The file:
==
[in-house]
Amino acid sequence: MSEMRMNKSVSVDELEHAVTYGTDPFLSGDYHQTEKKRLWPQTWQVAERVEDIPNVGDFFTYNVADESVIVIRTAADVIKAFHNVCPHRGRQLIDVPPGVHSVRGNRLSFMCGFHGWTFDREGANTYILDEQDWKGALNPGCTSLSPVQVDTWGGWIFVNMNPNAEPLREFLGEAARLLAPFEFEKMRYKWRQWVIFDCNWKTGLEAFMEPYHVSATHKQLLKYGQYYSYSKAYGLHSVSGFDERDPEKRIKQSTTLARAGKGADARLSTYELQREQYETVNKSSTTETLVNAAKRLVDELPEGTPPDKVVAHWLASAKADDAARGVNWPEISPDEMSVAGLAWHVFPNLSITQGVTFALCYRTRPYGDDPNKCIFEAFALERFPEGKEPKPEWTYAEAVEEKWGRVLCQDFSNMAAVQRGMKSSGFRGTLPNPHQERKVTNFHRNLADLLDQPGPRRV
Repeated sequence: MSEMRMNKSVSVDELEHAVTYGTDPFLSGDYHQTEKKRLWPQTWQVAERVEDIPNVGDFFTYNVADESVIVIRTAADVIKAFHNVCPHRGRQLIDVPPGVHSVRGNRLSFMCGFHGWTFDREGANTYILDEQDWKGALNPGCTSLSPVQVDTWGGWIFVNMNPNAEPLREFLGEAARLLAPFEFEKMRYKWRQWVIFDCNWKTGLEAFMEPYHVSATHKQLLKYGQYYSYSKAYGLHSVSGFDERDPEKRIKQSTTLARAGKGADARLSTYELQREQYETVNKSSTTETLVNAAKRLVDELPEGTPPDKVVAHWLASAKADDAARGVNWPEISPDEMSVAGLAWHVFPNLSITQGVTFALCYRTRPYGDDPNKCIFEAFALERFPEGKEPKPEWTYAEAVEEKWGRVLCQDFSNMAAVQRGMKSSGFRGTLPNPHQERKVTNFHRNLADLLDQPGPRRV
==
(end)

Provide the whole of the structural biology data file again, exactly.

[in-house]
Amino acid sequence: MSEMRMNKSVSVDELEHAVTYGTDPFLSGDYHQTEKKRLWPQTWQVAERVEDIPNVGDFFTYNVADESVIVIRTAADVIKAFHNVCPHRGRQLIDVPPGVHSVRGNRLSFMCGFHGWTFDREGANTYILDEQDWKGALNPGCTSLSPVQVDTWGGWIFVNMNPNAEPLREFLGEAARLLAPFEFEKMRYKWRQWVIFDCNWKTGLEAFMEPYHVSATHKQLLKYGQYYSYSKAYGLHSVSGFDERDPEKRIKQSTTLARAGKGADARLSTYELQREQYETVNKSSTTETLVNAAKRLVDELPEGTPPDKVVAHWLASAKADDAARGVNWPEISPDEMSVAGLAWHVFPNLSITQGVTFALCYRTRPYGDDPNKCIFEAFALERFPEGKEPKPEWTYAEAVEEKWGRVLCQDFSNMAAVQRGMKSSGFRGTLPNPHQERKVTNFHRNLADLLDQPGPRRV
Repeated sequence: MSEMRMNKSVSVDELEHAVTYGTDPFLSGDYHQTEKKRLWPQTWQVAERVEDIPNVGDFFTYNVADESVIVIRTAADVIKAFHNVCPHRGRQLIDVPPGVHSVRGNRLSFMCGFHGWTFDREGANTYILDEQDWKGALNPGCTSLSPVQVDTWGGWIFVNMNPNAEPLREFLGEAARLLAPFEFEKMRYKWRQWVIFDCNWKTGLEAFMEPYHVSATHKQLLKYGQYYSYSKAYGLHSVSGFDERDPEKRIKQSTTLARAGKGADARLSTYELQREQYETVNKSSTTETLVNAAKRLVDELPEGTPPDKVVAHWLASAKADDAARGVNWPEISPDEMSVAGLAWHVFPNLSITQGVTFALCYRTRPYGDDPNKCIFEAFALERFPEGKEPKPEWTYAEAVEEKWGRVLCQDFSNMAAVQRGMKSSGFRGTLPNPHQERKVTNFHRNLADLLDQPGPRRV